Grads say finding a job took longer than expected

You might expect recent law school grads to think that landing a job wouldn't be as challenging as climbing Everest. After all, the economy is strong. Recent job reports have been promising. And youthful optimism — it's a thing.

But a new Kaplan Bar Review survey of recent law school graduates finds that a majority said the process was more time consuming than they had anticipated.

Of the 417 newly minted J.D.s surveyed, 52 percent say the job search process required more time than they anticipated; just 11 percent say the job search process required less time than they anticipated; the remaining 37 percent say it required about the amount of time they anticipated. 

When asked about the biggest surprises they encountered during the job hunting process, those surveyed shared the following anecdotes:

- “I think I overestimated the value of my GPA, class rank, journal experience, and other qualifications. Not that those are unimportant, but I should have spent just as much time networking as I did studying.”

- “I was surprised by the amount of people who don’t ask about your law school grades since professors and schools make it sound like if you got any Cs in law school it is the end of your law career.”

- “Career planning and job search begins during your 1L summer. If you learn like I did that you enjoy other aspects of the law you need to network to get where you need to go.”

- “It was a bit of a surprise to learn that many firms do not hire pending bar results anymore, so navigating the limbo period between obtaining a degree and receiving bar passage results is a bit difficult.”

- “Facebook can be an ally for job seekers. After reading a well written legal article on equine law (stable keeper lien rights), I messaged the author complimenting them on the article and asking how to find out more information as that was the niche field I was looking to enter. I received an email shortly thereafter asking if I was interested in a position at that firm.”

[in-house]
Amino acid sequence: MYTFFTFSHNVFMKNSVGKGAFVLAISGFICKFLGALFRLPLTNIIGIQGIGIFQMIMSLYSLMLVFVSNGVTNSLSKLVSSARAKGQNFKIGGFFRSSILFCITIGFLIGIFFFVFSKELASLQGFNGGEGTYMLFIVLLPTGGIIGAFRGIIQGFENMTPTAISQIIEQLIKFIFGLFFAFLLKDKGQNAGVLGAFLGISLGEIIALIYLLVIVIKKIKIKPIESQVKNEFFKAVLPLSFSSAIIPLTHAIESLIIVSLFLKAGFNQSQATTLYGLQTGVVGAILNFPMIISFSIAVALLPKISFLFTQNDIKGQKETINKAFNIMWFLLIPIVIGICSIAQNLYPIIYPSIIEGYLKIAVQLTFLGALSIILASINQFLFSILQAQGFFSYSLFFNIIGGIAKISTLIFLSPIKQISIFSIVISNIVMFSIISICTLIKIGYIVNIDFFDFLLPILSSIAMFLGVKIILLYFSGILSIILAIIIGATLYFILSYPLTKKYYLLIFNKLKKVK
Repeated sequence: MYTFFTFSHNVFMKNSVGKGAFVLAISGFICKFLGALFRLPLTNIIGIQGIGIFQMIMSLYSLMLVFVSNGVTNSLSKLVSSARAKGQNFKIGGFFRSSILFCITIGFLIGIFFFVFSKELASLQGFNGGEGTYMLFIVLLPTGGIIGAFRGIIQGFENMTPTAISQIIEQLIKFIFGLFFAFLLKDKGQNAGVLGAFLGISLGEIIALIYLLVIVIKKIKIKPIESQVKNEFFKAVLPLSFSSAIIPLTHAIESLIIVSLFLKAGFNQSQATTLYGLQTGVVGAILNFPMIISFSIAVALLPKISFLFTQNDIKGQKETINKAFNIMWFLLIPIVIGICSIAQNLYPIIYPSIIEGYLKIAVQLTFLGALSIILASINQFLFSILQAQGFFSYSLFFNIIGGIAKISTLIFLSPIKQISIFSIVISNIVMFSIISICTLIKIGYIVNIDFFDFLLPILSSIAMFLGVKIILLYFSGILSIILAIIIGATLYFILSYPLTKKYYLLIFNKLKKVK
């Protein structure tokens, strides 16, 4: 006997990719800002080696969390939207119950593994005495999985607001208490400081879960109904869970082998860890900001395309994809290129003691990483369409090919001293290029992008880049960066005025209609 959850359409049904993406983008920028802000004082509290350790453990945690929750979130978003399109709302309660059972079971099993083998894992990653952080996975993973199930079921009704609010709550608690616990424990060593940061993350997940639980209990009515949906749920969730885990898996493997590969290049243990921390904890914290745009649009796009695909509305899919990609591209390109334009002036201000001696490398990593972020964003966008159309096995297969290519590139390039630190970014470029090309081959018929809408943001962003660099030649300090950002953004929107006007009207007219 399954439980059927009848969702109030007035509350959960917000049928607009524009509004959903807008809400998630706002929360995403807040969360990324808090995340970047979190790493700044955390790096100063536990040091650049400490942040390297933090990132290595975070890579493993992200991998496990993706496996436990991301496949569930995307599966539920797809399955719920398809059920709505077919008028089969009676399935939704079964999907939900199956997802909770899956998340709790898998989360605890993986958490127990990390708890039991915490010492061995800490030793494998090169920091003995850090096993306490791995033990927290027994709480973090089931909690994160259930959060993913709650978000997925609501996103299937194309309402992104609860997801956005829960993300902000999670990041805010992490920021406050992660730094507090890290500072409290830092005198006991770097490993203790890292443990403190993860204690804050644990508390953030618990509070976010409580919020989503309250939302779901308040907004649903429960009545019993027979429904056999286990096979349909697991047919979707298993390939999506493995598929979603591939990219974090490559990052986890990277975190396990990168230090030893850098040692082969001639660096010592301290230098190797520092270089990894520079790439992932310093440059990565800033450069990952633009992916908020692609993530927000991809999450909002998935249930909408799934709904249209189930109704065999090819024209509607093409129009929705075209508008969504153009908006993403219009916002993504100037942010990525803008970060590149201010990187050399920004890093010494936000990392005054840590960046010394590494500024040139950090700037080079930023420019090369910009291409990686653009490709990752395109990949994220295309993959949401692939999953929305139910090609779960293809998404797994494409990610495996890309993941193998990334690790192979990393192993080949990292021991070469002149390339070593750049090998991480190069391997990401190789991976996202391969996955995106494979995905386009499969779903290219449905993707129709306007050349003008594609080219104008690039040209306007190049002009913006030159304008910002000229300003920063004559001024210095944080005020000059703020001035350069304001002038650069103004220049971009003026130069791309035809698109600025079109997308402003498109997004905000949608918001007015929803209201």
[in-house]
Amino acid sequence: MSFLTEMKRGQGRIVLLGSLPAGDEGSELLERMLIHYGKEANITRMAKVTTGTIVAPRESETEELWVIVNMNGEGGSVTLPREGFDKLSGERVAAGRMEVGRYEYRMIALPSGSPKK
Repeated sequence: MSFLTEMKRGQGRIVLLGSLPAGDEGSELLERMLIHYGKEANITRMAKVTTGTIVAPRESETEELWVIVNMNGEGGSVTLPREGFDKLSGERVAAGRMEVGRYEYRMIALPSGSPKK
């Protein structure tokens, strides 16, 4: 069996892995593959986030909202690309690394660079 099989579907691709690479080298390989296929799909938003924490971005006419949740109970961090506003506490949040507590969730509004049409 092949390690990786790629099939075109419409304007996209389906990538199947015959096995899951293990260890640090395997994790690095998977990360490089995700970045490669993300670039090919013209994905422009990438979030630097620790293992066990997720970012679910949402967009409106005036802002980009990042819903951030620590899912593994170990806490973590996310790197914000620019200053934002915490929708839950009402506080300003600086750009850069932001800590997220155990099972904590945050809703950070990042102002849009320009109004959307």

The survey found that overall, law school grads give their alma maters’ career services office above average marks when it comes to helping them find a job, with 23 percent awarding them an “A”; 30 percent gave them a “B”; 23 percent, a “C”; 14 percent a “D”; and 11 percent an “F”.

“The job market for newly graduated lawyers has not been this strong since the start of the Great Recession, which is promising, but that doesn’t mean that jobs are just going to fall into their laps. It requires networking, staring the process early, and often passing the bar exam, as many employers won’t hire you until you’ve secured your license,” said Tammi Rice, vice president, Kaplan Bar Review.

“We encourage all recent law school graduates to take advantage of the resources and guidance your alma mater’s career services office can provide you. They have a vested interest in seeing their graduates succeed, so they want to be helpful as you look to land a job that requires that you passed the bar.”

Law school grads also largely gave their former law schools strong marks in terms of equipping them with the skills needed to successfully transition from being a student to a legal professional, with 33 percent awarding them an “A”;  45 percent, a “B”; 16 percent a “C”; 3 percent a “D”; and 3 percent an “F”.  

Rice added, “Overconfidence can sometimes get law school graduates into trouble, whether it’s thinking that they have allocated enough time to the job hunting search to thinking they have the proper professional skills to easily transition into the workforce. One thing we often hear from employers is that they wish their new lawyer hires were more work ready. Law schools are increasingly looking at experiential training to fill that skills gap that employers are concerned about and we think that’s a positive development for the legal field.”